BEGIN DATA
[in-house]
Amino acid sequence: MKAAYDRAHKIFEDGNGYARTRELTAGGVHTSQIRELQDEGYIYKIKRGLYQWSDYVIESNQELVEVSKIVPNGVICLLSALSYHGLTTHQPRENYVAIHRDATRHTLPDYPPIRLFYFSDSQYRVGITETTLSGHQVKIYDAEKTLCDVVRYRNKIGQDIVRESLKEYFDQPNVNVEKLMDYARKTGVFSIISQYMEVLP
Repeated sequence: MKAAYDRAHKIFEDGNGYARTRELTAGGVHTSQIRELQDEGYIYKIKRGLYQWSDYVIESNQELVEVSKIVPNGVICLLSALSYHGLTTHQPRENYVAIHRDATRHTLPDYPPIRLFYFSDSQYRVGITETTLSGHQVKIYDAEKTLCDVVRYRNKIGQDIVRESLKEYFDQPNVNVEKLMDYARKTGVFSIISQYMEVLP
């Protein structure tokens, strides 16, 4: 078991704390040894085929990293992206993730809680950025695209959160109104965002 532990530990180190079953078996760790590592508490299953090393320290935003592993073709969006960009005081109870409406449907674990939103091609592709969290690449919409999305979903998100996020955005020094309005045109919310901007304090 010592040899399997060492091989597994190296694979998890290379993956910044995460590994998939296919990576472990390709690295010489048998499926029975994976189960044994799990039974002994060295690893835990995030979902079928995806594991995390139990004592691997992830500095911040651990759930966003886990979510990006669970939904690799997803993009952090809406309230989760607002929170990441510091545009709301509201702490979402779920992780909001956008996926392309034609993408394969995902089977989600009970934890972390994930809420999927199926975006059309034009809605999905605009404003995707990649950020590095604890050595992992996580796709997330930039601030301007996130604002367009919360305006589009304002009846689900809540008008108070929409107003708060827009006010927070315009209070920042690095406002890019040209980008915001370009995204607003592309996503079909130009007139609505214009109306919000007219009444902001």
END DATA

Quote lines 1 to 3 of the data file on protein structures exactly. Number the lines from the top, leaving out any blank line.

[in-house]
Amino acid sequence: MKAAYDRAHKIFEDGNGYARTRELTAGGVHTSQIRELQDEGYIYKIKRGLYQWSDYVIESNQELVEVSKIVPNGVICLLSALSYHGLTTHQPRENYVAIHRDATRHTLPDYPPIRLFYFSDSQYRVGITETTLSGHQVKIYDAEKTLCDVVRYRNKIGQDIVRESLKEYFDQPNVNVEKLMDYARKTGVFSIISQYMEVLP
Repeated sequence: MKAAYDRAHKIFEDGNGYARTRELTAGGVHTSQIRELQDEGYIYKIKRGLYQWSDYVIESNQELVEVSKIVPNGVICLLSALSYHGLTTHQPRENYVAIHRDATRHTLPDYPPIRLFYFSDSQYRVGITETTLSGHQVKIYDAEKTLCDVVRYRNKIGQDIVRESLKEYFDQPNVNVEKLMDYARKTGVFSIISQYMEVLP